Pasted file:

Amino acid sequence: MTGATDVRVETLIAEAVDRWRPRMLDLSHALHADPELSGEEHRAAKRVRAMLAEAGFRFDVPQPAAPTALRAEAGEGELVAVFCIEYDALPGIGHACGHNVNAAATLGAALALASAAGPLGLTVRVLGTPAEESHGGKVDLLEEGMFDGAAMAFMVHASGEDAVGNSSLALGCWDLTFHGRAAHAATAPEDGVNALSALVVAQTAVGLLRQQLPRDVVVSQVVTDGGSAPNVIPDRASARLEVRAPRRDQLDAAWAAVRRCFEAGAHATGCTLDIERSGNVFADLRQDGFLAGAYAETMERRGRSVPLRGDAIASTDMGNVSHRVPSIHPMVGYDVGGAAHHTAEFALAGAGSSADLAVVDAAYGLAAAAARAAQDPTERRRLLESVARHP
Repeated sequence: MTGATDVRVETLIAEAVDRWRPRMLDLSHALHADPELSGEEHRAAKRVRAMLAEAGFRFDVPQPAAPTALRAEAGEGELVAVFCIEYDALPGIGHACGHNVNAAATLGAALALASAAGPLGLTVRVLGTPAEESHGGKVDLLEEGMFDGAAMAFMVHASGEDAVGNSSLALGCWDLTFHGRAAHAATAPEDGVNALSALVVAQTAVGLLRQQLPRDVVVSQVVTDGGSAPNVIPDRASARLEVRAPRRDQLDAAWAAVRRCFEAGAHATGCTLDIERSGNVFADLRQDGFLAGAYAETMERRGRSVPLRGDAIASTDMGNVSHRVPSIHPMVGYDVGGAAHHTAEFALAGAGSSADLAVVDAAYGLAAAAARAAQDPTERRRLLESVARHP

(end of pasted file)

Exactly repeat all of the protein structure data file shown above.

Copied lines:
Amino acid sequence: MTGATDVRVETLIAEAVDRWRPRMLDLSHALHADPELSGEEHRAAKRVRAMLAEAGFRFDVPQPAAPTALRAEAGEGELVAVFCIEYDALPGIGHACGHNVNAAATLGAALALASAAGPLGLTVRVLGTPAEESHGGKVDLLEEGMFDGAAMAFMVHASGEDAVGNSSLALGCWDLTFHGRAAHAATAPEDGVNALSALVVAQTAVGLLRQQLPRDVVVSQVVTDGGSAPNVIPDRASARLEVRAPRRDQLDAAWAAVRRCFEAGAHATGCTLDIERSGNVFADLRQDGFLAGAYAETMERRGRSVPLRGDAIASTDMGNVSHRVPSIHPMVGYDVGGAAHHTAEFALAGAGSSADLAVVDAAYGLAAAAARAAQDPTERRRLLESVARHP
Repeated sequence: MTGATDVRVETLIAEAVDRWRPRMLDLSHALHADPELSGEEHRAAKRVRAMLAEAGFRFDVPQPAAPTALRAEAGEGELVAVFCIEYDALPGIGHACGHNVNAAATLGAALALASAAGPLGLTVRVLGTPAEESHGGKVDLLEEGMFDGAAMAFMVHASGEDAVGNSSLALGCWDLTFHGRAAHAATAPEDGVNALSALVVAQTAVGLLRQQLPRDVVVSQVVTDGGSAPNVIPDRASARLEVRAPRRDQLDAAWAAVRRCFEAGAHATGCTLDIERSGNVFADLRQDGFLAGAYAETMERRGRSVPLRGDAIASTDMGNVSHRVPSIHPMVGYDVGGAAHHTAEFALAGAGSSADLAVVDAAYGLAAAAARAAQDPTERRRLLESVARHP